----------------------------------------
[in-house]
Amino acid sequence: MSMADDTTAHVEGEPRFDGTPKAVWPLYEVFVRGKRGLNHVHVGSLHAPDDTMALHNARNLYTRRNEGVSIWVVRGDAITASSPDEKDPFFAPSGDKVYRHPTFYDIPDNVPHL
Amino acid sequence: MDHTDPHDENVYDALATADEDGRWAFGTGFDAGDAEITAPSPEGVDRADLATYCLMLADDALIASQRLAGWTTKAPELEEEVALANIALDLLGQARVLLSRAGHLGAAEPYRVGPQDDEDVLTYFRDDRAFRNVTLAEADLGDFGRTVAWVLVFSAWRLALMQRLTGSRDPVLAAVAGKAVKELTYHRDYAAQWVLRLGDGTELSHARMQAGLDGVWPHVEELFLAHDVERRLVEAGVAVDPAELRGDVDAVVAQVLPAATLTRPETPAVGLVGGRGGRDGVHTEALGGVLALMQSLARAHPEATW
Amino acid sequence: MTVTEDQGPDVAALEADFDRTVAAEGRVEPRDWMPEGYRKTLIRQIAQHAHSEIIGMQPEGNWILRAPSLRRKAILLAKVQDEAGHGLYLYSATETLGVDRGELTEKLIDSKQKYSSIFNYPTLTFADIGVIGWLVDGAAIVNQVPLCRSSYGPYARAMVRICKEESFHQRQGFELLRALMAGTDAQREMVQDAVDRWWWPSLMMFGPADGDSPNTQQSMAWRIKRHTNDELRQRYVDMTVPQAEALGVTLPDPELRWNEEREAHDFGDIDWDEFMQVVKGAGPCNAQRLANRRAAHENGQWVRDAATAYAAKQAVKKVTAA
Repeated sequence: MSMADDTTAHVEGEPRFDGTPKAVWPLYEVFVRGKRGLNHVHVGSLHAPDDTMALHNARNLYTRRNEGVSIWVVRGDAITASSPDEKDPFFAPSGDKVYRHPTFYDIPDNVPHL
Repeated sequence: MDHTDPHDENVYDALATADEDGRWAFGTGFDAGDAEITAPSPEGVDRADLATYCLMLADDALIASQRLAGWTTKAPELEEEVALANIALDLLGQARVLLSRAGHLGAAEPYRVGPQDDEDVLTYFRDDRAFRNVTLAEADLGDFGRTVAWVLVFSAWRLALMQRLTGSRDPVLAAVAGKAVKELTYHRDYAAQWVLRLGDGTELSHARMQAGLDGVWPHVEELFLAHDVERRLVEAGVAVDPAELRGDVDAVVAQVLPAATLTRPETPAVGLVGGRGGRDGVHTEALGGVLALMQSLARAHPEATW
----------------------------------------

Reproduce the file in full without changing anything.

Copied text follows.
[in-house]
Amino acid sequence: MSMADDTTAHVEGEPRFDGTPKAVWPLYEVFVRGKRGLNHVHVGSLHAPDDTMALHNARNLYTRRNEGVSIWVVRGDAITASSPDEKDPFFAPSGDKVYRHPTFYDIPDNVPHL
Amino acid sequence: MDHTDPHDENVYDALATADEDGRWAFGTGFDAGDAEITAPSPEGVDRADLATYCLMLADDALIASQRLAGWTTKAPELEEEVALANIALDLLGQARVLLSRAGHLGAAEPYRVGPQDDEDVLTYFRDDRAFRNVTLAEADLGDFGRTVAWVLVFSAWRLALMQRLTGSRDPVLAAVAGKAVKELTYHRDYAAQWVLRLGDGTELSHARMQAGLDGVWPHVEELFLAHDVERRLVEAGVAVDPAELRGDVDAVVAQVLPAATLTRPETPAVGLVGGRGGRDGVHTEALGGVLALMQSLARAHPEATW
Amino acid sequence: MTVTEDQGPDVAALEADFDRTVAAEGRVEPRDWMPEGYRKTLIRQIAQHAHSEIIGMQPEGNWILRAPSLRRKAILLAKVQDEAGHGLYLYSATETLGVDRGELTEKLIDSKQKYSSIFNYPTLTFADIGVIGWLVDGAAIVNQVPLCRSSYGPYARAMVRICKEESFHQRQGFELLRALMAGTDAQREMVQDAVDRWWWPSLMMFGPADGDSPNTQQSMAWRIKRHTNDELRQRYVDMTVPQAEALGVTLPDPELRWNEEREAHDFGDIDWDEFMQVVKGAGPCNAQRLANRRAAHENGQWVRDAATAYAAKQAVKKVTAA
Repeated sequence: MSMADDTTAHVEGEPRFDGTPKAVWPLYEVFVRGKRGLNHVHVGSLHAPDDTMALHNARNLYTRRNEGVSIWVVRGDAITASSPDEKDPFFAPSGDKVYRHPTFYDIPDNVPHL
Repeated sequence: MDHTDPHDENVYDALATADEDGRWAFGTGFDAGDAEITAPSPEGVDRADLATYCLMLADDALIASQRLAGWTTKAPELEEEVALANIALDLLGQARVLLSRAGHLGAAEPYRVGPQDDEDVLTYFRDDRAFRNVTLAEADLGDFGRTVAWVLVFSAWRLALMQRLTGSRDPVLAAVAGKAVKELTYHRDYAAQWVLRLGDGTELSHARMQAGLDGVWPHVEELFLAHDVERRLVEAGVAVDPAELRGDVDAVVAQVLPAATLTRPETPAVGLVGGRGGRDGVHTEALGGVLALMQSLARAHPEATW